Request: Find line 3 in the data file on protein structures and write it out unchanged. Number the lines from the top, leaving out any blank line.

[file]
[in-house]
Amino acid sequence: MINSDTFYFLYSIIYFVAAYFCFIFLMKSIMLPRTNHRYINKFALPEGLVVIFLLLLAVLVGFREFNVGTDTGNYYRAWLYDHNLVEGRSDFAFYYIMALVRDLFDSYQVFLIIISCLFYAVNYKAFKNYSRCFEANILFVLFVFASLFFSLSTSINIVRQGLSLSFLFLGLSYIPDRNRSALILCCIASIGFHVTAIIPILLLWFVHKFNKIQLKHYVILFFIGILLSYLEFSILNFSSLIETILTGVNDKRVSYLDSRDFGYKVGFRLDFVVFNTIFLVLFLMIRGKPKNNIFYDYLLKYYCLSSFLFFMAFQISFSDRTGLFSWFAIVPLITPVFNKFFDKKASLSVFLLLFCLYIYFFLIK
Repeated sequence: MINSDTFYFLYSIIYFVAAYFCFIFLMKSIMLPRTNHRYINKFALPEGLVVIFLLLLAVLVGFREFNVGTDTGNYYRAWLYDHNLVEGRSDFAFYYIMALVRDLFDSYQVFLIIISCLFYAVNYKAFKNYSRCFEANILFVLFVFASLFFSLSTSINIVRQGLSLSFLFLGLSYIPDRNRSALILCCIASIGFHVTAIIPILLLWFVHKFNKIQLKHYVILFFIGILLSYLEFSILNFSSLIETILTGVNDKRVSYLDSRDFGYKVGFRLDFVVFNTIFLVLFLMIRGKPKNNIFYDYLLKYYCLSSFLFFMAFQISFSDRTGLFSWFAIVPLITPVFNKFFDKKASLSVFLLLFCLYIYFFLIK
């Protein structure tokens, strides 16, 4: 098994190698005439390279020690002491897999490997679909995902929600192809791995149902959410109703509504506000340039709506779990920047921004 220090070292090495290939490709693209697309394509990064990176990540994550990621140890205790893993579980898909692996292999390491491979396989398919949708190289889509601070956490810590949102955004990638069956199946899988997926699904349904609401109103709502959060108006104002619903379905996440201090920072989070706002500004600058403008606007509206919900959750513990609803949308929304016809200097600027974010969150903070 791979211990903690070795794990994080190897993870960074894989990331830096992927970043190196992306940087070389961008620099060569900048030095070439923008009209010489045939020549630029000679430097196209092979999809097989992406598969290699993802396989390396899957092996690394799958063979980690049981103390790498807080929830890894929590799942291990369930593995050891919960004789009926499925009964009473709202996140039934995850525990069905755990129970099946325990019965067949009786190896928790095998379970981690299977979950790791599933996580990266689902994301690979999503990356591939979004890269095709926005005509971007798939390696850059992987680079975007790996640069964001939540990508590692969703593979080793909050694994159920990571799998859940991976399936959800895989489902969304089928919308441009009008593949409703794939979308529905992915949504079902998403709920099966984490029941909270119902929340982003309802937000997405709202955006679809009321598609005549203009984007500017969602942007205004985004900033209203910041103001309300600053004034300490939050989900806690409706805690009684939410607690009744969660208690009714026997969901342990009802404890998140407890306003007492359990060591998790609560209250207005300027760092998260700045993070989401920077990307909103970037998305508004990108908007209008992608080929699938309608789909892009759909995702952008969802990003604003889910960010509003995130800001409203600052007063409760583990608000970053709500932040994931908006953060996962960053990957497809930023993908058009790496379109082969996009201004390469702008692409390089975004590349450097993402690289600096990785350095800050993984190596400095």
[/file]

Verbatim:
Repeated sequence: MINSDTFYFLYSIIYFVAAYFCFIFLMKSIMLPRTNHRYINKFALPEGLVVIFLLLLAVLVGFREFNVGTDTGNYYRAWLYDHNLVEGRSDFAFYYIMALVRDLFDSYQVFLIIISCLFYAVNYKAFKNYSRCFEANILFVLFVFASLFFSLSTSINIVRQGLSLSFLFLGLSYIPDRNRSALILCCIASIGFHVTAIIPILLLWFVHKFNKIQLKHYVILFFIGILLSYLEFSILNFSSLIETILTGVNDKRVSYLDSRDFGYKVGFRLDFVVFNTIFLVLFLMIRGKPKNNIFYDYLLKYYCLSSFLFFMAFQISFSDRTGLFSWFAIVPLITPVFNKFFDKKASLSVFLLLFCLYIYFFLIK